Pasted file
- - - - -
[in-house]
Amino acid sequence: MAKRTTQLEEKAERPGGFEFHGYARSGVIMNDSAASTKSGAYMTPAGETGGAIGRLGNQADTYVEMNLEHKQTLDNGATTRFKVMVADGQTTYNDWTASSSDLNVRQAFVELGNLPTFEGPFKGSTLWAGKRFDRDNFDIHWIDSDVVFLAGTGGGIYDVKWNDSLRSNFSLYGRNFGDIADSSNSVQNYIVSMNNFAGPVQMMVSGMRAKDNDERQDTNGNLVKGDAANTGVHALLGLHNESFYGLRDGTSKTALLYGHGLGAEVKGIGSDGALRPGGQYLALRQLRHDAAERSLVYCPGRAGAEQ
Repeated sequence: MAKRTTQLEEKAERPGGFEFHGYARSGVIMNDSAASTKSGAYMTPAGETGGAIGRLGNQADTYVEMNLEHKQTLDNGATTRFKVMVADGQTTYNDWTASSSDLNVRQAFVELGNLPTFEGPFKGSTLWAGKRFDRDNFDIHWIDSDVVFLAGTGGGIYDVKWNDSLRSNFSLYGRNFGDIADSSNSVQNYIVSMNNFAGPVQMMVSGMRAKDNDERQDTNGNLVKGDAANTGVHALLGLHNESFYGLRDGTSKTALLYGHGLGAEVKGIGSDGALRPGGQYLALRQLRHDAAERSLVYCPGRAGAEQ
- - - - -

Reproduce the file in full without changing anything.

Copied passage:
[in-house]
Amino acid sequence: MAKRTTQLEEKAERPGGFEFHGYARSGVIMNDSAASTKSGAYMTPAGETGGAIGRLGNQADTYVEMNLEHKQTLDNGATTRFKVMVADGQTTYNDWTASSSDLNVRQAFVELGNLPTFEGPFKGSTLWAGKRFDRDNFDIHWIDSDVVFLAGTGGGIYDVKWNDSLRSNFSLYGRNFGDIADSSNSVQNYIVSMNNFAGPVQMMVSGMRAKDNDERQDTNGNLVKGDAANTGVHALLGLHNESFYGLRDGTSKTALLYGHGLGAEVKGIGSDGALRPGGQYLALRQLRHDAAERSLVYCPGRAGAEQ
Repeated sequence: MAKRTTQLEEKAERPGGFEFHGYARSGVIMNDSAASTKSGAYMTPAGETGGAIGRLGNQADTYVEMNLEHKQTLDNGATTRFKVMVADGQTTYNDWTASSSDLNVRQAFVELGNLPTFEGPFKGSTLWAGKRFDRDNFDIHWIDSDVVFLAGTGGGIYDVKWNDSLRSNFSLYGRNFGDIADSSNSVQNYIVSMNNFAGPVQMMVSGMRAKDNDERQDTNGNLVKGDAANTGVHALLGLHNESFYGLRDGTSKTALLYGHGLGAEVKGIGSDGALRPGGQYLALRQLRHDAAERSLVYCPGRAGAEQ